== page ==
Richard McGee                                                                                                                                                                                                                                                                                                                            612-812-9673

On April 23, 2024 the federal Department of Labor announced a final rule that increases the pay required to properly classify workers as exempt from the overtime pay requirements under the Fair Labor Standards Act (FLSA).  Remember, the FLSA is silent on its applicability to tribal employers and therefore there is an argument it applies and an argument it does not apply.  If tribal employers comply with the law, or meet the standards of the law, the weekly minimum pay for most exempt employees will increase this summer.  Presently, exempt employees must be paid $684 each week (or more) to meet the pay requirement under the FLSA.  When annualized, $684 a week totals $35,568.  As of July 1, 2024 minimum pay will be $844 each week and that is annualized to $43,888.  Six months later, on January 1, 2025 minimum pay increases to $1,128 each week and that is annualized to $58,656.

To properly classify a worker as an exempt employee, minimum pay is one of the three requirements.  In addition to minimum pay, exempt employees must be paid on a salary basis and perform exempt duties.  Those two requirements, and all the details included by them, are not changing with the rule change just announced.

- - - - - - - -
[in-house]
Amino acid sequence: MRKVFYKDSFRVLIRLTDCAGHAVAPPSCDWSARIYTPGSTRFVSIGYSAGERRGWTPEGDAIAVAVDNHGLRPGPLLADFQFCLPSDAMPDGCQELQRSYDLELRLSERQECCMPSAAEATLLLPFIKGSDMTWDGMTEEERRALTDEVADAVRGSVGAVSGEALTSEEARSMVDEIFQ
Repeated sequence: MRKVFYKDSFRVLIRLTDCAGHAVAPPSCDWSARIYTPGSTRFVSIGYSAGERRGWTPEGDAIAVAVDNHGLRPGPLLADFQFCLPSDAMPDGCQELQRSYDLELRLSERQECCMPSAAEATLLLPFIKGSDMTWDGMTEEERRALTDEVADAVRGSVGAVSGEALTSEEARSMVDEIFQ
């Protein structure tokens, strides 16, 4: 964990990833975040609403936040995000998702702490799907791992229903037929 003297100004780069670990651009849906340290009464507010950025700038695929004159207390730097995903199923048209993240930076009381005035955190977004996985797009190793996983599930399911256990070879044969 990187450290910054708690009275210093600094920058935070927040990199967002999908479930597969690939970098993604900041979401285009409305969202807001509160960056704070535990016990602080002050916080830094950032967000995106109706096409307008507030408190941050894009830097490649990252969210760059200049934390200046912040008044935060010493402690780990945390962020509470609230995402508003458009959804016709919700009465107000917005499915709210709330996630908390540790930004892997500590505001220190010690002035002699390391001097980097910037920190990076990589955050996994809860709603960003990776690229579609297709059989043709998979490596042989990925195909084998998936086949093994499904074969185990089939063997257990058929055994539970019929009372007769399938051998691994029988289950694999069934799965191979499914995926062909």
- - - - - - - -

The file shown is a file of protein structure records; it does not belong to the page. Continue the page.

Between now and July there likely will be a court challenge to the final rule and that may impact the deadlines discussed above.  In the meantime, check your list of exempt employees that earn less than $844 each week because July 1 is a couple months away and maintaining compliance with these standards reduces employer risk.

May I assist you and your team with drafting policy, evaluating handbooks, training, assisting with hiring, firing and discipline; performing investigations of employee misconduct and representing the tribal employer if claims are presented?